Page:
Chinese capital has thus far largely met Djibouti’s funding requirements. China has lent the country approximately $1.4bn over the past five years and roughly three-quarters of the construction-related debt racked up by public enterprises is owed to the Export-Import Bank.[5] Moreover, China Merchants Group holds a significant stake in the $300m Doraleh Multipurpose Port, while the $3.5bn DIFTZ is partly owned by China-based Dalian Ports Group, IZP and China Merchants Group.

Beijing’s long-term strategy in East Africa suggests that funds will continue to pour into Djibouti. Admittedly, heavy reliance on Chinese capital will give China significant political leverage over the Horn of Africa nation and this could complicate policy making in areas such as foreign policy and defence over the coming years.

Nonetheless, rapidly developing the logistics sector appears a priority for policymakers in both countries. From China’s perspective, Djibouti has a significant role to play in its multi-decade Belt and Road Initiative (BRI). In acting as a gateway into East Africa, Djibouti forms part of the Maritime Silk Road, itself a cornerstone in the BRI. Underlining Beijing’s long-term interests in the country, it established its first foreign military base in Doraleh port in 2017.

Competition for influence in Djibouti could also strengthen the hand of Djibouti’s government in negotiations with China. In particular, Gulf interest and investment is growing. Saudi Arabia opened its first foreign military base in Djibouti in 2018 and diplomatic ties between the two countries have strengthened. Gulf investment in the logistics sector has been disrupted by a dispute between DP World’s and the Djibouti government. Nonetheless, Gulf funds will continue to flow into the country as part of the region’s engagement in the Horn of Africa in order to influence the Red Sea Basin over the coming years.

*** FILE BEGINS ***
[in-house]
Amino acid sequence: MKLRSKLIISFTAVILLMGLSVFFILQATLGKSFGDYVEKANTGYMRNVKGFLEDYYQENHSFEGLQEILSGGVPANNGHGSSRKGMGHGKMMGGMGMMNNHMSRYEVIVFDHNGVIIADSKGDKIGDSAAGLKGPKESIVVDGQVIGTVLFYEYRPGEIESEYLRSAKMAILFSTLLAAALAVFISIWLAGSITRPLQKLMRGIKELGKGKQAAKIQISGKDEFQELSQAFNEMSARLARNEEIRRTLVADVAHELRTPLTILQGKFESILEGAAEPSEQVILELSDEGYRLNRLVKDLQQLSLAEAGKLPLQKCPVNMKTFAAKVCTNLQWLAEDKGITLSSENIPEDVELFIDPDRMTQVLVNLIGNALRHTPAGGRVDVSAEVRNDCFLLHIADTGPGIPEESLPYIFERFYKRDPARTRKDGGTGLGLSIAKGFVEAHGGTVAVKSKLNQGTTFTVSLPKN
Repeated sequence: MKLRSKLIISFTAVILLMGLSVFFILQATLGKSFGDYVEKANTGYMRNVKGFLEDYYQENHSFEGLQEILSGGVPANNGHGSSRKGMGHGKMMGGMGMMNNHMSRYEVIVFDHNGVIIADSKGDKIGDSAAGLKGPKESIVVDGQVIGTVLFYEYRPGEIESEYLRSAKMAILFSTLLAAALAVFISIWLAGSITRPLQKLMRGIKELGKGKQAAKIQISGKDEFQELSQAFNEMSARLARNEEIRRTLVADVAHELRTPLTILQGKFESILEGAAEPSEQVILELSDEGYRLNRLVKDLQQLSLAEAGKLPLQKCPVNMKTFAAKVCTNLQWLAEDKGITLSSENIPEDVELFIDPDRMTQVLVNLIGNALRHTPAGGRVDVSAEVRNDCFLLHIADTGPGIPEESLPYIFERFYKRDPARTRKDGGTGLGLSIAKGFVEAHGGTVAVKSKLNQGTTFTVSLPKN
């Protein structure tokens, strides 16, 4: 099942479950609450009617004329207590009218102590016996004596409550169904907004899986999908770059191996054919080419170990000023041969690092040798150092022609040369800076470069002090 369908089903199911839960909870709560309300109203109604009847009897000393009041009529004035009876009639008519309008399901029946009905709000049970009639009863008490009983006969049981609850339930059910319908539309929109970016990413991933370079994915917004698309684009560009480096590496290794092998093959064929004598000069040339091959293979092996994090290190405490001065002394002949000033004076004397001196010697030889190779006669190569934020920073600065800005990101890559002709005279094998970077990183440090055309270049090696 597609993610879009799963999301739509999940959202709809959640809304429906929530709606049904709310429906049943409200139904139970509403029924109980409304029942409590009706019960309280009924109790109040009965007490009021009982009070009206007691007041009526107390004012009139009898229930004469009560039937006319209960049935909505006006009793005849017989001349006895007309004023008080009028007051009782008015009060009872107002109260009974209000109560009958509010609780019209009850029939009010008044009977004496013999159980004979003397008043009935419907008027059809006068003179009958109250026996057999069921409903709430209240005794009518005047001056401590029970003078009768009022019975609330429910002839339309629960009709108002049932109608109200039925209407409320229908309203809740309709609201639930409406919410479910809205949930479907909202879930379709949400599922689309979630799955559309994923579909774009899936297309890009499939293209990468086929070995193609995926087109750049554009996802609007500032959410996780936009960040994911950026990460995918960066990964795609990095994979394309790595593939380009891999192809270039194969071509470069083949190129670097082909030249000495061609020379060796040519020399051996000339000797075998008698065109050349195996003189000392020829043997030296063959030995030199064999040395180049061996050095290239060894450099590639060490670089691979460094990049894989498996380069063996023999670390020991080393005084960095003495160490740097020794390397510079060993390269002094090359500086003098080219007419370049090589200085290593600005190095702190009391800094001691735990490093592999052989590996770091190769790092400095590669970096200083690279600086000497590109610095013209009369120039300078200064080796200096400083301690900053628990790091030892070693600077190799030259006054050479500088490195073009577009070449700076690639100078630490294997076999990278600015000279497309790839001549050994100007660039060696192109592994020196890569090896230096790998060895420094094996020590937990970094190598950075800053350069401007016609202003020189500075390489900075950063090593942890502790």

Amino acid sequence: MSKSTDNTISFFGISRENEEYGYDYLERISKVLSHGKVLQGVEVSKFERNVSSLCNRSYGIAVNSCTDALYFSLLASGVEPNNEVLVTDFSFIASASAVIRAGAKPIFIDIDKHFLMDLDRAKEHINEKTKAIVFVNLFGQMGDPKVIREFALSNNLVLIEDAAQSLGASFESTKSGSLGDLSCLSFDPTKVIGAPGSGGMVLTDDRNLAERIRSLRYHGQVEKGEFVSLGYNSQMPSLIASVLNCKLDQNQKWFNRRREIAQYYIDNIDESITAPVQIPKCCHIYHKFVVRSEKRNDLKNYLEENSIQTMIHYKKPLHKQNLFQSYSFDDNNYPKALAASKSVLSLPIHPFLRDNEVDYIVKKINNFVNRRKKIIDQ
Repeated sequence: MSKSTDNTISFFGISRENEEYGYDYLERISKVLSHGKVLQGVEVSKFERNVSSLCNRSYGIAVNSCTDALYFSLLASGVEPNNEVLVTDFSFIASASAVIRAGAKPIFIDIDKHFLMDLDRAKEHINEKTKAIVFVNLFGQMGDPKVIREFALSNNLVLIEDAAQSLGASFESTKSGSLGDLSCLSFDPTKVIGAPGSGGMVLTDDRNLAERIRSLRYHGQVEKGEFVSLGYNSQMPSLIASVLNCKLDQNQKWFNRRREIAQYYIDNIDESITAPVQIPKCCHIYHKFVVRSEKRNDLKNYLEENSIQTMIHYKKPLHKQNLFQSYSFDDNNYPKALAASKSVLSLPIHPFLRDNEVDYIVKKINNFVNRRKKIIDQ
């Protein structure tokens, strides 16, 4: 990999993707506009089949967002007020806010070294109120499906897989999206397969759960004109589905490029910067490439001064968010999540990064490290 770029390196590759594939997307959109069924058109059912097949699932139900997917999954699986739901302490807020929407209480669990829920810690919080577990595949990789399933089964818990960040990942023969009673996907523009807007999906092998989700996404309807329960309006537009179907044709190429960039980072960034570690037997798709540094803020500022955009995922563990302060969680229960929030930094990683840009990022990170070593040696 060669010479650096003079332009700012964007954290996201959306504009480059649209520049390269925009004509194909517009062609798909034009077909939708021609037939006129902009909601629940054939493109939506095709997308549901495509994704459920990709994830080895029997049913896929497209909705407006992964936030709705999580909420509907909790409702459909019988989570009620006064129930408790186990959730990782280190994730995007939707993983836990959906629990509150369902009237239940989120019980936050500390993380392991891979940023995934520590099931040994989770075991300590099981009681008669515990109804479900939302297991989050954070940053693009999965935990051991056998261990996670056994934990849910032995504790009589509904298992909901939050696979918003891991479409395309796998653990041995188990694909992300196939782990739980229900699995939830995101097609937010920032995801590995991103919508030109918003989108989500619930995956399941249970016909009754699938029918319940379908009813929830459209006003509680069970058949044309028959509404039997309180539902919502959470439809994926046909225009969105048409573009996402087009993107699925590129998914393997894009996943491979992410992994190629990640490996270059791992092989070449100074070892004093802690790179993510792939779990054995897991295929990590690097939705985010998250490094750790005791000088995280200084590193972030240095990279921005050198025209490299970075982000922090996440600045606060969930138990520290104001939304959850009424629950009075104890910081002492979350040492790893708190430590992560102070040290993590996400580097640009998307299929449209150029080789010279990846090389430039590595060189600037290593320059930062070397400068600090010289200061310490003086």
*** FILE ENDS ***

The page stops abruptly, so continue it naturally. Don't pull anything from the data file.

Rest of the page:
Regional competition poses largest risk to logistics growth

The development of transit routes for regional trade other than through Djibouti’s ports is the largest risk to realising rapid growth in the logistics sector. Of most concern for Djibouti is Ethiopia’s efforts to diversify its export routes. In March last year Ethiopia agreed to develop the Port of Berbera in partnership with the Somaliland Ports Authority and DP World. The following July it signed a peace deal with Eritrea, brokered by Gulf states including Saudi Arabia, which creates potential for Ethiopian firms to utilise Eritrean ports such as Assab and Massawa.


Wider industrialisation hard to achieve

While the logistics sector has strong growth potential, Djibouti’s manufacturing sector ambitions face myriad challenges. Factors including a lack of scale, a shortage of skilled labour and the absence of an existing manufacturing base will combine to prevent any significant industrialisation. Manufacturing accounted for only 4.4% of the economy in 2018, and there is little prospect for raising this share significantly.



A domestic population of just under 1m means that any manufacturing investment will need to target exports to East Africa or further afield. Meanwhile, a small and relatively unskilled domestic labour force will preclude both high-tech and large-scale manufacturing. For instance, just over half of secondary-school aged children are enrolled, according to the World Bank. Finally, although newly constructed industrial parks will be completed to high specifications, infrastructure weaknesses in the wider economy could raise costs for manufacturing firms. In particular, electricity supply in Djibouti is unreliable due to a heavy reliance on imports of seasonally erratic Ethiopian hydropower.


John Davies is an economist and has a special interest in emerging markets, global trade and heavy industry. He is the co-founder of research and analysis firm, North Shore Analysis. 


[1] Centre For Global Development, Policy Paper 121, March 2018

[2] IMF forecasts, 2019

[3] IMF World Economic Outlook database, 2019

[4] Ethiopia country profile

[5] Djibouti Vision 2035